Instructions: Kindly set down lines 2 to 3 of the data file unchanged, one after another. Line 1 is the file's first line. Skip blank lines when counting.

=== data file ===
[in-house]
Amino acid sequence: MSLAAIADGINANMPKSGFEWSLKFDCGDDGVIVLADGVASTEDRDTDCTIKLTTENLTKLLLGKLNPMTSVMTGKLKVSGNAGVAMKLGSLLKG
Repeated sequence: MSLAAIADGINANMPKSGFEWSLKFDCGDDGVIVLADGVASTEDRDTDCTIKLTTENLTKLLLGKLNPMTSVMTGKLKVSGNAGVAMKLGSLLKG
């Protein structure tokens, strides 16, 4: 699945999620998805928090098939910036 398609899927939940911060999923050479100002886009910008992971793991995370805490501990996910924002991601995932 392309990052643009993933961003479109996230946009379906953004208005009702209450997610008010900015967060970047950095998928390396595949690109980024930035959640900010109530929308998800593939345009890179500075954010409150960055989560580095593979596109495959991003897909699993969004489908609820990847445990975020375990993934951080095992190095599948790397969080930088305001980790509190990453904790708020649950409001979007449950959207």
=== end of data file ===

Amino acid sequence: MSLAAIADGINANMPKSGFEWSLKFDCGDDGVIVLADGVASTEDRDTDCTIKLTTENLTKLLLGKLNPMTSVMTGKLKVSGNAGVAMKLGSLLKG
Repeated sequence: MSLAAIADGINANMPKSGFEWSLKFDCGDDGVIVLADGVASTEDRDTDCTIKLTTENLTKLLLGKLNPMTSVMTGKLKVSGNAGVAMKLGSLLKG